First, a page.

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EURO GOVT-Fed signal of slower asset-buying hits bonds
June 20, 2013 / 11:19 AM / 4 years ago

EURO GOVT-Fed signal of slower asset-buying hits bonds

* Bunds fall more than a point, hit lowest since February

* Other euro zone debt prices also plunge

* Ten-year yields rise at Spanish auction, demand weaker

By Marius Zaharia

LONDON, June 20 (Reuters) - Euro zone debt fell across the board on Thursday and was expected to weaken further after the U.S. Federal Reserve signalled it was ready to reduce its bond purchases if its economic forecasts are met.

Fed Chairman Ben Bernanke said the U.S. economy was growing fast enough to allow the central bank to trim its $85 billion monthly stimulus, with the goal of ending it in mid-2014.

German Bunds sank to their lowest since February, while lower-rated debt yields jumped, with some analysts pointing to risks that higher borrowing costs could bring still-unsolved structural issues in the euro zone back into focus.

“It does seem like we’re heading for a period of higher yields after the comments,” said Alan McQuaid, chief economist at Merrion Stockbrokers in Dublin. He said the caution was warranted as “the jury is still out on the world economy.”

Bund futures were last down 140 ticks at 142.04, having hit 141.95 earlier, their lowest since February.

With Bernanke saying future economic data is key, investors expect increased volatility in the weeks ahead. Sanjay Joshi, head of fixed income at London and Capital, said he was protecting himself from that by switching into shorter-dated assets, which tend to be less volatile than longer-dated ones as the near-term outlook is easier to anticipate.

“Markets will be twitching every single time we get new data... so we stay 3-4 years below benchmark,” said Joshi, whose firm manages about $4 billion in assets. He follows Barclays indexes which have an average duration of about seven years.

Ten-year German yields rose 11 basis points to 1.67 percent, while two-year yields rose 7 bps to 0.23 percent. The euro zone money market curve also steepened.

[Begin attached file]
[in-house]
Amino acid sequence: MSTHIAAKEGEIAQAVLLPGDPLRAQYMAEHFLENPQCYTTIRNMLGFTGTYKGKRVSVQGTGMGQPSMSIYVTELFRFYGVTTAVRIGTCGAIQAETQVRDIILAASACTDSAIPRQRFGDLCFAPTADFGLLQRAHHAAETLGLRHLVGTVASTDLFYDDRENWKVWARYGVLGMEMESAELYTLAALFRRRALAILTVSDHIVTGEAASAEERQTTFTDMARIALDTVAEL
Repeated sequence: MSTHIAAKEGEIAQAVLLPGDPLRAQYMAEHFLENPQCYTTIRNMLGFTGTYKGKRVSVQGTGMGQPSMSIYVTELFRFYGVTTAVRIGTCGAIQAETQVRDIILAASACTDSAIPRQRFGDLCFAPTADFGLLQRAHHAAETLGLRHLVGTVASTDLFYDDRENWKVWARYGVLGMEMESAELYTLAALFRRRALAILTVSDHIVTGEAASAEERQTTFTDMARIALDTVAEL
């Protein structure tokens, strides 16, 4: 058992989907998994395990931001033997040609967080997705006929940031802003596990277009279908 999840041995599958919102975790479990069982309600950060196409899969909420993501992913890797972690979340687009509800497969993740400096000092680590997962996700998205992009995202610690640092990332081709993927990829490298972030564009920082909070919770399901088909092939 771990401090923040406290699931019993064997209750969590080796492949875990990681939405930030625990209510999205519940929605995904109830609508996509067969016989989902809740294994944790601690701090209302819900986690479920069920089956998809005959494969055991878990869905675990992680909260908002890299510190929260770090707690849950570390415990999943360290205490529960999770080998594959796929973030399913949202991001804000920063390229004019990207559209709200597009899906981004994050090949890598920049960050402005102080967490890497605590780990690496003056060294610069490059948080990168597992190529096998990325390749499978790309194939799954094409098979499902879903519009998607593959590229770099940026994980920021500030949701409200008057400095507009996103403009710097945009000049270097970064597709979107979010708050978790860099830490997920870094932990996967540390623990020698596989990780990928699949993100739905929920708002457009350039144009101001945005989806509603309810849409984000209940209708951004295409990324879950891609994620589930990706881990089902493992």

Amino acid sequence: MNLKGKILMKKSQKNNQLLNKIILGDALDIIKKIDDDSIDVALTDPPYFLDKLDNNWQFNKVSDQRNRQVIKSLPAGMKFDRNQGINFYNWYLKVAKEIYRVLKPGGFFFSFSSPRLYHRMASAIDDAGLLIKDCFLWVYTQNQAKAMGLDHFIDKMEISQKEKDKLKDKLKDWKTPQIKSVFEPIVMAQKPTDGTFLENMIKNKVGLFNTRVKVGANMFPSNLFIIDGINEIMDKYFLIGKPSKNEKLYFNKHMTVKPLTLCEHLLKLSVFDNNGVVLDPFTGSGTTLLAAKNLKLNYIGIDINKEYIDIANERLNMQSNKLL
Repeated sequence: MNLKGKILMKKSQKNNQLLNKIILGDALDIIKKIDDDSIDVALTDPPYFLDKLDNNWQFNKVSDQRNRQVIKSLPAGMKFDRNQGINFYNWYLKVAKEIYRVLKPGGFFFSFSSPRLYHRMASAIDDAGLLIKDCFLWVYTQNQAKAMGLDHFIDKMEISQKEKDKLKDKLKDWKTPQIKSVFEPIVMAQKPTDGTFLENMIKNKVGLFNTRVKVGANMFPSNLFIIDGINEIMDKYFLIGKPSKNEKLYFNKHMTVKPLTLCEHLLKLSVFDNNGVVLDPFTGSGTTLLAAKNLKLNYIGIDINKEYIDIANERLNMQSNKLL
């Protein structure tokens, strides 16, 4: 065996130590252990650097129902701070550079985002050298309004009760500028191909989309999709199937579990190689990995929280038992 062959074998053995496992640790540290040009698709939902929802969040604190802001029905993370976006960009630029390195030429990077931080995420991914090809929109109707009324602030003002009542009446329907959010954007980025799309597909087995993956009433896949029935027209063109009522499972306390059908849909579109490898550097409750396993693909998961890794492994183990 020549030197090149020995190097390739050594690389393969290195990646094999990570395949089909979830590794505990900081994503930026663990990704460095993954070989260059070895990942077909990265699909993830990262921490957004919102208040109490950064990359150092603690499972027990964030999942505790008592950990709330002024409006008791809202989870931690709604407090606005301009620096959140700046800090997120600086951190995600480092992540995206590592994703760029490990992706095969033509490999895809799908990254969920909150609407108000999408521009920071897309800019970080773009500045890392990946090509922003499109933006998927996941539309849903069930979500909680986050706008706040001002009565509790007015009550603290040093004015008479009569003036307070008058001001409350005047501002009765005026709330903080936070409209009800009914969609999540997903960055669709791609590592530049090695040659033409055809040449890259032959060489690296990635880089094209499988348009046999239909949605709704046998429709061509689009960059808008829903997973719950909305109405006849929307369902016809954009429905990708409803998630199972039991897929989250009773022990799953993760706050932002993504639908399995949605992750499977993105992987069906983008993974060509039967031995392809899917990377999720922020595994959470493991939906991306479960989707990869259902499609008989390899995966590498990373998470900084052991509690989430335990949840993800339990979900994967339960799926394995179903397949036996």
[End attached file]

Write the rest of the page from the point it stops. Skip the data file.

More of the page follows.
Liquidity injections by the world’s major central banks and the promise of European Central Bank bond purchases if a country asks for financial assistance have helped to drive the last year’s rally in bonds of the euro zone’s struggling periphery.

Interpreting Bernanke’s comments as the beginning of an end to monetary stimulus in the United States, investors sold lower-rated euro zone debt heavily on Thursday.

Italian 10-year yields rose 25 bps to 4.51 percent, while Spanish equivalents jumped 30 bps to 4.83 percent. The cost to insure their debt against default also rose.

“The risk is that if bond yields rise more, that in itself is going to compound the issues in the euro zone, particularly in the periphery. It threatens to throw up another mini-crisis in the euro zone,” ICAP strategist Philip Tyson said.

At a debt auction on Thursday, Spain sold its maximum targeted 4 billion euros, but 10-year yields jumped and demand as measured by bid/cover ratios was weaker than average.

Merrion’s McQuaid said the auction results, while weaker than earlier this year, were still “reasonable” and they were no cause for panic as Spain has already raised more than half what it needs for this year.

“These countries have front-loaded a lot at the start of the year and it makes it easier for them,” McQuaid said. “I see some near-term (investment) opportunities in the periphery.”

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